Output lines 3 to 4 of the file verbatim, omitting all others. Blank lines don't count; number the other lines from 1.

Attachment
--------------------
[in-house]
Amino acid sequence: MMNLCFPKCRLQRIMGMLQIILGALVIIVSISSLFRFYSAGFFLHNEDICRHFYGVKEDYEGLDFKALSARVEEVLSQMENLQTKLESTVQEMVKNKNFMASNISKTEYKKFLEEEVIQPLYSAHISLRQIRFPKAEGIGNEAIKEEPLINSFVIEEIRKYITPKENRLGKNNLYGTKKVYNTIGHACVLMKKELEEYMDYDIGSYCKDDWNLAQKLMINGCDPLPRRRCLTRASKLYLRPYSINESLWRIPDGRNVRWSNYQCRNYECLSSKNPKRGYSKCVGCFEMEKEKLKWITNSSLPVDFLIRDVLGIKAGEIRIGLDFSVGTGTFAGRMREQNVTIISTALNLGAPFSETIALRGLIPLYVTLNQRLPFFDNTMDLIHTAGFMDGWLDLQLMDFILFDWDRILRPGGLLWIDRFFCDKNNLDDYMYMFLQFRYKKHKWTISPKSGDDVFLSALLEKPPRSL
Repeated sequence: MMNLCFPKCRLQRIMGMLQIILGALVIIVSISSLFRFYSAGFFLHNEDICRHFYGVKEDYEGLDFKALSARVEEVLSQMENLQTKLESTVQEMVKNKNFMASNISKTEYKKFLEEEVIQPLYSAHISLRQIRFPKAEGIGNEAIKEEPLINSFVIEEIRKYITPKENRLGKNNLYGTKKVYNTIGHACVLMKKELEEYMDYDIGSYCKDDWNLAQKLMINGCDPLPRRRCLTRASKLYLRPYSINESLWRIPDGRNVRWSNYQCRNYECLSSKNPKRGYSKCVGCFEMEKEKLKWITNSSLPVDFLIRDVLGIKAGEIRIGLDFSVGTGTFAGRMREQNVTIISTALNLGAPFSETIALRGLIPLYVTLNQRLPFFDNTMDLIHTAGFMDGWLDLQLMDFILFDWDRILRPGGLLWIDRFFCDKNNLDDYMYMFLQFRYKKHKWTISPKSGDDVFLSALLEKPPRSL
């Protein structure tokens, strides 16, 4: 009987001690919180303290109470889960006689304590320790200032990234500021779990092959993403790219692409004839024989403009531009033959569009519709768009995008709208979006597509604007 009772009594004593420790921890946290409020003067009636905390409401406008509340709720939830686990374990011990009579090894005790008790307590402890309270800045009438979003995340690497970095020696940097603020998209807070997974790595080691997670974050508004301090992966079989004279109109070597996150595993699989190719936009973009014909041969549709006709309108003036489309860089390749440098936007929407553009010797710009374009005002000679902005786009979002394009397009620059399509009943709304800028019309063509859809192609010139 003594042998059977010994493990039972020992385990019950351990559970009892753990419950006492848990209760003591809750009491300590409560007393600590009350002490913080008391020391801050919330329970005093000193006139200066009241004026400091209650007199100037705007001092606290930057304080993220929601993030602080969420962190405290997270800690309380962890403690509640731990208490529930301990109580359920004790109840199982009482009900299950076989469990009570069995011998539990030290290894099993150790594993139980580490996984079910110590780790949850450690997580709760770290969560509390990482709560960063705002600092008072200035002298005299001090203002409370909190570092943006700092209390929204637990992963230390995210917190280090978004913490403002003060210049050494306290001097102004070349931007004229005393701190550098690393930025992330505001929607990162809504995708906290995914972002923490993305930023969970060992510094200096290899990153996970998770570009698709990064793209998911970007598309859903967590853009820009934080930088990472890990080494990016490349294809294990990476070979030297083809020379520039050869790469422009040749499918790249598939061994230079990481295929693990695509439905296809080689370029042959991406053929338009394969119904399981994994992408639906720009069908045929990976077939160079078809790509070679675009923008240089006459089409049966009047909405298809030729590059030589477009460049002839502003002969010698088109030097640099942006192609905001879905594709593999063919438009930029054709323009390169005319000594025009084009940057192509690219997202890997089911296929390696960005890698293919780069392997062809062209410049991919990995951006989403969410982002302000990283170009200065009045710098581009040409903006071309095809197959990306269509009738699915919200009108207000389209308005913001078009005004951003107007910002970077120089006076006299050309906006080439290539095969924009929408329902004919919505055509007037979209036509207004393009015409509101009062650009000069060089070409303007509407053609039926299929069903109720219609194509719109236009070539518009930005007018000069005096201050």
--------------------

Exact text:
Repeated sequence: MMNLCFPKCRLQRIMGMLQIILGALVIIVSISSLFRFYSAGFFLHNEDICRHFYGVKEDYEGLDFKALSARVEEVLSQMENLQTKLESTVQEMVKNKNFMASNISKTEYKKFLEEEVIQPLYSAHISLRQIRFPKAEGIGNEAIKEEPLINSFVIEEIRKYITPKENRLGKNNLYGTKKVYNTIGHACVLMKKELEEYMDYDIGSYCKDDWNLAQKLMINGCDPLPRRRCLTRASKLYLRPYSINESLWRIPDGRNVRWSNYQCRNYECLSSKNPKRGYSKCVGCFEMEKEKLKWITNSSLPVDFLIRDVLGIKAGEIRIGLDFSVGTGTFAGRMREQNVTIISTALNLGAPFSETIALRGLIPLYVTLNQRLPFFDNTMDLIHTAGFMDGWLDLQLMDFILFDWDRILRPGGLLWIDRFFCDKNNLDDYMYMFLQFRYKKHKWTISPKSGDDVFLSALLEKPPRSL
């Protein structure tokens, strides 16, 4: 009987001690919180303290109470889960006689304590320790200032990234500021779990092959993403790219692409004839024989403009531009033959569009519709768009995008709208979006597509604007 009772009594004593420790921890946290409020003067009636905390409401406008509340709720939830686990374990011990009579090894005790008790307590402890309270800045009438979003995340690497970095020696940097603020998209807070997974790595080691997670974050508004301090992966079989004279109109070597996150595993699989190719936009973009014909041969549709006709309108003036489309860089390749440098936007929407553009010797710009374009005002000679902005786009979002394009397009620059399509009943709304800028019309063509859809192609010139 003594042998059977010994493990039972020992385990019950351990559970009892753990419950006492848990209760003591809750009491300590409560007393600590009350002490913080008391020391801050919330329970005093000193006139200066009241004026400091209650007199100037705007001092606290930057304080993220929601993030602080969420962190405290997270800690309380962890403690509640731990208490529930301990109580359920004790109840199982009482009900299950076989469990009570069995011998539990030290290894099993150790594993139980580490996984079910110590780790949850450690997580709760770290969560509390990482709560960063705002600092008072200035002298005299001090203002409370909190570092943006700092209390929204637990992963230390995210917190280090978004913490403002003060210049050494306290001097102004070349931007004229005393701190550098690393930025992330505001929607990162809504995708906290995914972002923490993305930023969970060992510094200096290899990153996970998770570009698709990064793209998911970007598309859903967590853009820009934080930088990472890990080494990016490349294809294990990476070979030297083809020379520039050869790469422009040749499918790249598939061994230079990481295929693990695509439905296809080689370029042959991406053929338009394969119904399981994994992408639906720009069908045929990976077939160079078809790509070679675009923008240089006459089409049966009047909405298809030729590059030589477009460049002839502003002969010698088109030097640099942006192609905001879905594709593999063919438009930029054709323009390169005319000594025009084009940057192509690219997202890997089911296929390696960005890698293919780069392997062809062209410049991919990995951006989403969410982002302000990283170009200065009045710098581009040409903006071309095809197959990306269509009738699915919200009108207000389209308005913001078009005004951003107007910002970077120089006076006299050309906006080439290539095969924009929408329902004919919505055509007037979209036509207004393009015409509101009062650009000069060089070409303007509407053609039926299929069903109720219609194509719109236009070539518009930005007018000069005096201050």